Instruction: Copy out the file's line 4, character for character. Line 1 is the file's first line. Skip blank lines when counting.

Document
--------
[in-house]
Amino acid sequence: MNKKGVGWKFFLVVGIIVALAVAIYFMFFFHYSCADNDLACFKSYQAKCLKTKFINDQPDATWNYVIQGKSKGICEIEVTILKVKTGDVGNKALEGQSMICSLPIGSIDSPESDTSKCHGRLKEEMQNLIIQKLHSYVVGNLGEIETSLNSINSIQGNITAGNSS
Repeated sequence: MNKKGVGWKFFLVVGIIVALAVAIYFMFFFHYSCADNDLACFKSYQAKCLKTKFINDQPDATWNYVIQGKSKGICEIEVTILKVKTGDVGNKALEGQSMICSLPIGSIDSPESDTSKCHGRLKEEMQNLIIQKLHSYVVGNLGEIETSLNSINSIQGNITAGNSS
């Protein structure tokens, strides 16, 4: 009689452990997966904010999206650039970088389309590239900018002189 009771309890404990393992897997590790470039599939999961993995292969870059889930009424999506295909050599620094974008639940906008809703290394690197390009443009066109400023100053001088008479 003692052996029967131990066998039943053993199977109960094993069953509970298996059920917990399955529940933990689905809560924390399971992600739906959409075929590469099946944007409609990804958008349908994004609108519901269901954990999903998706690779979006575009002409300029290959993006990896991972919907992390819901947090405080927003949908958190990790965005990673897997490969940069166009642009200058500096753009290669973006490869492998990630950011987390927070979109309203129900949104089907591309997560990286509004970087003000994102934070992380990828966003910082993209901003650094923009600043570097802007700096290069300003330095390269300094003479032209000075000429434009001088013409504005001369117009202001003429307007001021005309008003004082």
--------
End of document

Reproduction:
């Protein structure tokens, strides 16, 4: 009689452990997966904010999206650039970088389309590239900018002189 009771309890404990393992897997590790470039599939999961993995292969870059889930009424999506295909050599620094974008639940906008809703290394690197390009443009066109400023100053001088008479 003692052996029967131990066998039943053993199977109960094993069953509970298996059920917990399955529940933990689905809560924390399971992600739906959409075929590469099946944007409609990804958008349908994004609108519901269901954990999903998706690779979006575009002409300029290959993006990896991972919907992390819901947090405080927003949908958190990790965005990673897997490969940069166009642009200058500096753009290669973006490869492998990630950011987390927070979109309203129900949104089907591309997560990286509004970087003000994102934070992380990828966003910082993209901003650094923009600043570097802007700096290069300003330095390269300094003479032209000075000429434009001088013409504005001369117009202001003429307007001021005309008003004082």